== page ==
The Gasses: Diesel, Premium and Regular

Car and truck cost is already a big part of most family budgets, but factoring in the price of gas can up your driving costs substantially. The good news, according to our team of experienced mechanics at Christian Brothers in Tomball, TX, is that for most automobiles most of the time, it’s just fine to use regular gasoline rather than shelling out for premium gasoline.

Many of our customers believe that using premium fuel will mean a longer-lasting engine, and they share the incorrect ideas with their friends and families about premium fuel having better detergents than regular fuel. It’s mostly just a marketing ploy. Start with your manual. If premium is ever needed, it will be listed. Don’t waste your money.

When auto engines aren’t made for premium fuel, they never have a use for the higher-octane fuel. It has to do with engine combustion. Premium gas ignites at a higher temperature, so it can withstand higher compression before reigniting. It also has less heptanes, which also helps with preventing the reignition at low temps. Even the FTC agrees – there’s no advantage for it in the average tank.

In cases where the owner’s manual does call for premium gas, you may not always want it. If your car isn’t more than 10 years old, that’s especially the case because those engines are likely to have technology that adjusts to different octanes. With higher-performance engines that are intended to use premium gasoline, the lower ignition rate can mean better performance. The premium fuel also prevents knocking or pinging noises. But the difference is usually unnoticeable, and the cost difference is pretty big. The only exception is for cars that have knocking when regular fuel is in the tank, even under standard driving conditions. For these vehicles, use your best judgment or talk to one of our ACE-certified technicians about using the right gasoline.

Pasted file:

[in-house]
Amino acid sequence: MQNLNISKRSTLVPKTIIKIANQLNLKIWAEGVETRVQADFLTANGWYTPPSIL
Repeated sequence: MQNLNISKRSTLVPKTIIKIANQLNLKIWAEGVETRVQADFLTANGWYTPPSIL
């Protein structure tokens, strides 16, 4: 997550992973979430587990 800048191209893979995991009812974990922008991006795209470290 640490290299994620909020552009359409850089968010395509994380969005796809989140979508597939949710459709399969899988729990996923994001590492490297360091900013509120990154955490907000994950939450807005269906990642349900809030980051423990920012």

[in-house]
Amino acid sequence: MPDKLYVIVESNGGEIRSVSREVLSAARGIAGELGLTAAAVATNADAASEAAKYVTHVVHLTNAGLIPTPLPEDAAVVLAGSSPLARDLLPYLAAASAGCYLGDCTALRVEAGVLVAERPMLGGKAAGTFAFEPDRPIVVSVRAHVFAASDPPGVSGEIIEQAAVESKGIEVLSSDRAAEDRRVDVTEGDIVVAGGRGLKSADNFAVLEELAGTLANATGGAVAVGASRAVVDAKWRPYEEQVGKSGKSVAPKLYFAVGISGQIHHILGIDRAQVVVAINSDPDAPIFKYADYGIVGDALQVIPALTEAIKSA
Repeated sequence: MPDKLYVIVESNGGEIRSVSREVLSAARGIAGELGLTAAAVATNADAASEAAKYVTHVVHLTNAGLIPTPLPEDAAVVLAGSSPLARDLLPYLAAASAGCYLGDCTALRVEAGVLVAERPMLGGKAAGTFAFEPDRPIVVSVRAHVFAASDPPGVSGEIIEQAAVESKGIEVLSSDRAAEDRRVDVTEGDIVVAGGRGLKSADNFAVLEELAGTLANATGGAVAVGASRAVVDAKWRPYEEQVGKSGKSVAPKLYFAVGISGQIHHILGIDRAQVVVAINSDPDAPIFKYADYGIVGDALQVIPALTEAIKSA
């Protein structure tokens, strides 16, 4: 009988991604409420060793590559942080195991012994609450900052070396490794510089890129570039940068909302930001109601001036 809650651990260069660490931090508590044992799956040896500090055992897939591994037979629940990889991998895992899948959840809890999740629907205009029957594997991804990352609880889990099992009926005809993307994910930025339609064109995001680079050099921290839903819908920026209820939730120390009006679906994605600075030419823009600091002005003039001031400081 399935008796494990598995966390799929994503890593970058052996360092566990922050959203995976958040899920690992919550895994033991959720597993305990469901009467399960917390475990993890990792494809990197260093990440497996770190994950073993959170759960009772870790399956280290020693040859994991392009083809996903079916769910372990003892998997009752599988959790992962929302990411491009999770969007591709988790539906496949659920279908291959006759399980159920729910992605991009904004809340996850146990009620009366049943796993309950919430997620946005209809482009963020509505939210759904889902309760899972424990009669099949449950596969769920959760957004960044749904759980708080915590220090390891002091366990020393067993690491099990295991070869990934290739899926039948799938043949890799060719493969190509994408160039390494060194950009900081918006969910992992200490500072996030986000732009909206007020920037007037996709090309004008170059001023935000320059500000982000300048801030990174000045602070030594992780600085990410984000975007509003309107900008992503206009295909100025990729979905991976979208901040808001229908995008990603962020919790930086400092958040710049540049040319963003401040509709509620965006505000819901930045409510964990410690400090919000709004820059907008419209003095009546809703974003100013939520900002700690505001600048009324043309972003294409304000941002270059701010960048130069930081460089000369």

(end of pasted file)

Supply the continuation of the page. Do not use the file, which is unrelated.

Is There a Diesel vs. Gasoline Difference?

Premium and regular can mix, but not with diesel. You could stall the engine completely. Then, you’ll have to pay the high costs of flushing the system of fuel. Diesel is thicker and oilier than gasoline, and the engines are different in important ways. These don’t include spark plugs. Instead, the fuel is ignited by the heat of compressed air, which is injected directly into the chamber. With regular gas, fuel and air are mixed first and then the spark plugs cause ignition.

Call Christian Brothers Anytime

If you have concerns about how to choose fuel or if you’re having any trouble with your fuel system, give our trusted auto experts in Tomball, TX a call. We do maintenance, pre-pruchase checks and repairs.

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